The flotilla for the week consisted of three boats including ours, and the majority of the sailors were from New Zealand, Australia, and the UK. Our agenda was pretty simple, and the majority of the days went something like this: breakfast – swimming– sailing – stop at a bay for lunch/swimming – a bit more sailing – stop in a bay or city during the afternoon – some sort of excursion or exploring the city – dinner – going out/hanging out.

The Turkey route is an awesome blend of sailing, hidden bays, small seaside towns, and a few chances to get out and be adventurous. Here are a few of our favorite highlights from the trip:

Paragliding – we went tandem paragliding from 1700 meters over Ölüdeniz with Gravity Paragliding. It was amazing!G0039119.jpg

Hiking Saklikent Gorge – A huge slot canyon with walls up to 300 meters high. We hiked a few kilometers in crossing an icy stream and several cold pools that were chest deep.

Patara Beach – a beautiful sandy beach where we watched the sunset one evening.

Kayaköy – an abandoned city we hiked to the morning after spent in Coldwater Bay. It was quite a hike, but it was fascinating to see building after building that was deserted in the 1920s. The city just seemed to go on forever, and we were treated to chocolate and banana pancakes after our return hike.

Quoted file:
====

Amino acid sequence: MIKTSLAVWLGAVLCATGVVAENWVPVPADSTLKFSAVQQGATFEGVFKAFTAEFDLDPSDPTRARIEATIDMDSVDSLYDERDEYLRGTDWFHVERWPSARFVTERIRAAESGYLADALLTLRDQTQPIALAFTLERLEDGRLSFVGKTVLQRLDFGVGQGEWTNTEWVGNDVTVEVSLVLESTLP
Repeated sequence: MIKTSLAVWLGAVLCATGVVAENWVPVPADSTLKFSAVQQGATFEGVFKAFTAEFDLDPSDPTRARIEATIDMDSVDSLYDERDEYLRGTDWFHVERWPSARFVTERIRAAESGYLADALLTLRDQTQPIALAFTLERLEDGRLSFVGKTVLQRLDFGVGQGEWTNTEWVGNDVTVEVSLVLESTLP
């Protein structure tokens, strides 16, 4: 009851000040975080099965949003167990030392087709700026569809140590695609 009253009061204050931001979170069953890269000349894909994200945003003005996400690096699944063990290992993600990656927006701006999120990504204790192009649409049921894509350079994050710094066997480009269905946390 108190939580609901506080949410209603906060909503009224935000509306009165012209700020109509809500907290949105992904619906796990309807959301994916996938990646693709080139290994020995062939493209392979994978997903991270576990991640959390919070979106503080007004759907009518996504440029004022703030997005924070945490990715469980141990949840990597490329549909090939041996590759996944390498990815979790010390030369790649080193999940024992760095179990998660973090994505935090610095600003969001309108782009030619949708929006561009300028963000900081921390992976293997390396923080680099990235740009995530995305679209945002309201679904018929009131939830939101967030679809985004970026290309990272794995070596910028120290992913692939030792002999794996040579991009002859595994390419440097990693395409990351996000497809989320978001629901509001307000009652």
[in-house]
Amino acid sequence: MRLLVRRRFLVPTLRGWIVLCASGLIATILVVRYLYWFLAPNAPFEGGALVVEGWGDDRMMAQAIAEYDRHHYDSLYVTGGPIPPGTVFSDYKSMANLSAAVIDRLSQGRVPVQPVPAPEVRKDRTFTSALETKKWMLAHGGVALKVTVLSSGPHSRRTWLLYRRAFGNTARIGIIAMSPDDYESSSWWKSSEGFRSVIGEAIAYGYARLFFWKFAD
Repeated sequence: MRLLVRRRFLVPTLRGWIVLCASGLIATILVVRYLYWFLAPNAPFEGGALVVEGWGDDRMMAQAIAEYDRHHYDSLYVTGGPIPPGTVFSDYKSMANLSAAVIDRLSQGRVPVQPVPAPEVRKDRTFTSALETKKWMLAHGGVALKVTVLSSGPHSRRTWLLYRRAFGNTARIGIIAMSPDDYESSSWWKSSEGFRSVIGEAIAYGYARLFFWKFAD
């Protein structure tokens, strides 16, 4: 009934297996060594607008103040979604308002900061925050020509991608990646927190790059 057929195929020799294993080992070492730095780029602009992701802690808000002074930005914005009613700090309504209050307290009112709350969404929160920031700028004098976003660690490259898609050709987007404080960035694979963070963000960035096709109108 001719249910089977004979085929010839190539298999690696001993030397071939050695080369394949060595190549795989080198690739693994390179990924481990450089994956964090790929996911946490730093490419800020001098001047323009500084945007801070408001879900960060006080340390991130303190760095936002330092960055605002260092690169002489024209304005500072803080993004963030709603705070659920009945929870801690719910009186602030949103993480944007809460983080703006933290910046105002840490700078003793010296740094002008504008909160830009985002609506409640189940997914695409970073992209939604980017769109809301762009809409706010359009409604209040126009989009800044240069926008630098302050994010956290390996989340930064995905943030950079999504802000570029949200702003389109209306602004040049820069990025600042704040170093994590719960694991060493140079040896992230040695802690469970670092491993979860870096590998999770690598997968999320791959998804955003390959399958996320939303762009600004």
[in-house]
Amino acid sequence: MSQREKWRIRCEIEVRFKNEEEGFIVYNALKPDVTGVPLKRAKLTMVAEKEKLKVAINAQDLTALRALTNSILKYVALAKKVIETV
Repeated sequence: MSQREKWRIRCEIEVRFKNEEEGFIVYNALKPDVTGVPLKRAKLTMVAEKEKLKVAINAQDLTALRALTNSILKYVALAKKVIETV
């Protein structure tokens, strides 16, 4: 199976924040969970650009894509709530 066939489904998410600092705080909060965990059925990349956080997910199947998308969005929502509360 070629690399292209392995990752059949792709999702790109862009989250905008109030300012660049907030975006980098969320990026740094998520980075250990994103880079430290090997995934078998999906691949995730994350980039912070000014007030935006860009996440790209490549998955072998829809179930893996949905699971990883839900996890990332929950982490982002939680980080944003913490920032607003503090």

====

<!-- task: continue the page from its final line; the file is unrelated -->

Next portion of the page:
Sea Turtles – In several bays we were able to swim with sea turtles! We made sure to get up and go snorkeling early those days for the best chance to see them and were rewarded several times.

Stand Up Paddle Boarding – Ashley loved taking the paddle board out whenever the boat stopped for some time.

The Food – Turkish food is delicious! The pide, casseroles, doner, and fish were great pretty much wherever we stopped. Plus, Sergei made great breakfasts and lunches on board. I was seriously surprised by the awesome dishes like Turkish ravioli he was able to make while simultaneously sailing the boat!

Overall, it was a fantastic week, and we can’t recommend it highly enough. The MedSailors team was top-notch, the route was great, and it was a week we’ll remember for a long time. If you’re outside of the 20-35 age group or looking for a trip that’s even more laid back, MedSailors has a sister company, YachtGetaways, that runs the same routes. We loved our time with MedSailors, but if we do it again we might try and recruit enough friends to book an entire boat with YachtGetaways. Croatia, anyone?

Our friends Catie and Jason run a podcast at, and one night we recorded an episode on the boat. You can have a listen here.

If you want to see more of our pictures from the week, you can check out our Amazon Photo Album.DCIM104GOPROG6345912.

The Manta